Brands and “Design” were out of reach for me as a kid in Klamath Falls, Oregon. The things I remember were hand-me-downs and bottom-shelf groceries. Heirloom furniture finished in syrupy lacquer flecked with scratches and dents. The overly sugary off-brand Fruit Loops cereal, Fruit O’s, which came in a bag, not a box. Krusteaz just-add-water pancake mix. There was nothing wrong with that really, except I do remember finding a paper clip and bits of metal in the sealed packaging. Everything had a defect, even if it was just the repetitiousness of bologna sandwiches every damn day.

And then there was the technology. VHS. Tube television. NES. Super NES. Radios. Speakers. Amplifiers. Early consumer electronics seemed designed to produce unexpected juxtapositions. The newness of digital media, the brokenness of plastic junk. Shiny plastic boxes and rubber wires tucked into a Quaker writing cabinet. A VHS recording of The Empire Strikes Back which had Charlotte’s Web on the other side. My parent’s nine-foot satellite dish sailing through the winding roads of rural Oregon on its way to our backyard, where it would live for several years, looking for satellites, wobbling in the wind, occasionally sloughing off layers of snow in the winter. Its massive size ironically served as a very real connection to the forces of the earth, the climate, as it pointed at cosmos, beaming in Star Trek: The Next Generation.

New or old, the electronics of the late 1980s and early 1990s almost always required some elbow grease to remain functional. I still remember putting game cartridges into our Nintendos. The sound of clunking chunks of plastic together. Sliding the power button up. Thud. Nothing happened. Try again. The screen illuminates… oh no... something has gone horribly wrong. Random characters, boxes, text, and colors flicker and bounce across the television. The séance has begun—but my television has channeled a terrible spirit dimension. The ghostly CRT glow of Link floats above a glitched River Styx of contorted sprites and text graphics. I see Zelda, the princess at the end of the game. She locks eyes with me, her body fusing with Octorok, then a Moa. The horror. Her hand reaches out to me through the screen, moving my finger to the power button. She places it there. “Kill me,” she says. I press the button. Game over.
Ghosts empty reality of meaning. They are like Derridean words; they “kill meaning.” Ghosts pretend to assert transcendence but actually speak nothingness, the death, of the things they name.
—Linda Badley
Film, Horror, and the Body Fantastic
The superstitious ritual of the time was to take the cartridge out and blow on the bottom to remove dust particles when these glitches happened. Sometimes it worked. Sometimes it
didn’t. Years later I read that blowing on the cartridges corroded the connecting pins, making problems worse, and that the actual issue was a mechanical design flaw in Nintendo’s early cartridge game systems. Taking them out and putting them back in usually fixed the problem.

Nevertheless, we all still blow on old cartridges today. It is as if the voodoo which failed to work back then works today, only instead of fixing our games, it transports us back in time and space…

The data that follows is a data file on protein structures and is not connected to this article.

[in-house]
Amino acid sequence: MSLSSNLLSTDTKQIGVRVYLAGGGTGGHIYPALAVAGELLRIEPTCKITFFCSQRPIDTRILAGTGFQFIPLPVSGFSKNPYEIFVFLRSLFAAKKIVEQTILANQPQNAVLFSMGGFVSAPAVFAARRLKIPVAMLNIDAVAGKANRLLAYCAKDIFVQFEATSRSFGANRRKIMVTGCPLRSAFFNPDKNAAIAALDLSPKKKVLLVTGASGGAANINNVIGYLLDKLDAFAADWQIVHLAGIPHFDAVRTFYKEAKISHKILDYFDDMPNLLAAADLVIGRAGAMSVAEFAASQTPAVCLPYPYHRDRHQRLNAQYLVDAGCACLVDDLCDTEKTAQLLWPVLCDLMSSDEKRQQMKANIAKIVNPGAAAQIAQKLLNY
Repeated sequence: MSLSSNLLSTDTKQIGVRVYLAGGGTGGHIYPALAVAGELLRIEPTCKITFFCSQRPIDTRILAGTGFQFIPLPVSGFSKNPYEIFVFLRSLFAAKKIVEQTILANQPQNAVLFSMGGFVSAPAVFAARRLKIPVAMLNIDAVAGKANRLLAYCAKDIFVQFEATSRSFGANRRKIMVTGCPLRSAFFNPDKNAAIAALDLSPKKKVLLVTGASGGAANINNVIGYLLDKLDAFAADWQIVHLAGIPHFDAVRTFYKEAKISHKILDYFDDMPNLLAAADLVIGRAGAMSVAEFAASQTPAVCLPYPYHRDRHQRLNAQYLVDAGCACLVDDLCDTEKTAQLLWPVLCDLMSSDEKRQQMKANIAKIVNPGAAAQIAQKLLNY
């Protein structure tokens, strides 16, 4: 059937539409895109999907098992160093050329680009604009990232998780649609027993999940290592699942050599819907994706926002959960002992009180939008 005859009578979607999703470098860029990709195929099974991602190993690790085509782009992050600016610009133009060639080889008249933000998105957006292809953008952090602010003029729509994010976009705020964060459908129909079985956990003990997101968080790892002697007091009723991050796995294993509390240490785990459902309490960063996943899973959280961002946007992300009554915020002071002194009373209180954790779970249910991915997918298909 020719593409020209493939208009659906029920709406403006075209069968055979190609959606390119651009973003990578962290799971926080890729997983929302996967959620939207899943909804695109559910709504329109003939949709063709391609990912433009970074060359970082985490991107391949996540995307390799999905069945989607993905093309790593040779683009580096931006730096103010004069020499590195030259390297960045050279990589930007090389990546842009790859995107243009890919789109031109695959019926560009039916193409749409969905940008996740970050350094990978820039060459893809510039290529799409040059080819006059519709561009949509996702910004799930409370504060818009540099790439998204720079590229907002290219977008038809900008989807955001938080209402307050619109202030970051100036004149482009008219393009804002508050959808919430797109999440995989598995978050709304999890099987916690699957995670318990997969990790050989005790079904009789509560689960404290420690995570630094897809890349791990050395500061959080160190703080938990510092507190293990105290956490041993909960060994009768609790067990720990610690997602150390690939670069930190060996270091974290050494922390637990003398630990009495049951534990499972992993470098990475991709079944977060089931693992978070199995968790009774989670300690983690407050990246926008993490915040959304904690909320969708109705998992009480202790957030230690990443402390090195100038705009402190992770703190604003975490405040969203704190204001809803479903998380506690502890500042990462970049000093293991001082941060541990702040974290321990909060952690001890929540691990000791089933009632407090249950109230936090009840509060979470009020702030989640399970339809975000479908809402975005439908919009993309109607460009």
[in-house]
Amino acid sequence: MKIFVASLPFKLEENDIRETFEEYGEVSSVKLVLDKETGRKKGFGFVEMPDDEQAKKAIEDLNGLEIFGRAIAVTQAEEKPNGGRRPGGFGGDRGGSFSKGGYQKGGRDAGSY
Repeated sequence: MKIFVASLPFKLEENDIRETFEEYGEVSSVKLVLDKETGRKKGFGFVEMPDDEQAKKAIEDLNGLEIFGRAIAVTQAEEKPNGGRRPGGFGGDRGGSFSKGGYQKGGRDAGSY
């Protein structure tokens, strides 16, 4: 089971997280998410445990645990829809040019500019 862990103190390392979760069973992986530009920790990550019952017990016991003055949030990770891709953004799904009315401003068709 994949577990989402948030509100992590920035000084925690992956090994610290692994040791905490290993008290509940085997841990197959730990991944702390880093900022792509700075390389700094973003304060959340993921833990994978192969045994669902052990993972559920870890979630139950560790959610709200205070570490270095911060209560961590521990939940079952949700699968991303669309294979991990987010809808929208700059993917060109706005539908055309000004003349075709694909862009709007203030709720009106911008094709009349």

Back in Klamath Falls, our mega satellite dish produced its own spacetime bubble. Dish television works by literally rotating and pointing at satellites orbiting the earth. If your satellite was big enough and pointed in the “wrong” direction, you could pick up more than the basic channels, you could also pick up errant signals from other times and other places. So my dad would rotate the dish around looking for interesting finds. East coast show times, Canadian news, and backfeeds. Backfeeds are signals from news crews and production studios which are sent to TV stations in preparation for broadcast. Normally these feeds are “scrambled” upon transmission, requiring de-scrambling by a set-top box provided by your dish service provider. But scrambling wasn’t universally adopted in the early days of dish TV, and several stations still broadcast their backfeeds un-scrambled. As a result we watched new episodes of Star Trek a day early as they were sent to local stations. My parents also caught blips of live news feeds, sometimes for only seconds at a time. It was as if there dish was haunted, mindlessly channel surfing from an alternate reality which lacked the human overlay of edition, context, and censorship.
But the truth was more disturbing: in these odd alignments between the satellite and the dish they saw flashes not of alternative reality but an abject reality which proved to be much darker and stranger than what is seen on TV.

On June 4th, 1989 they received an uninterrupted feed of Tiananmen Square Massacre, in which the Chinese government murdered hundreds of student protestors with assault rifles and tanks. The footage is scarring in its unflinchingly brutality. We aren’t supposed to see things like that. But watching my dad recount the day, one thing is clear: we have to. And yet, the Chinese government continues to deny the massacre ever took place, concealing its truth under the smooth operation of its media censorship and information mediation. One can only imagine what other horrors are hidden beneath these ever increasing layers of technological control.

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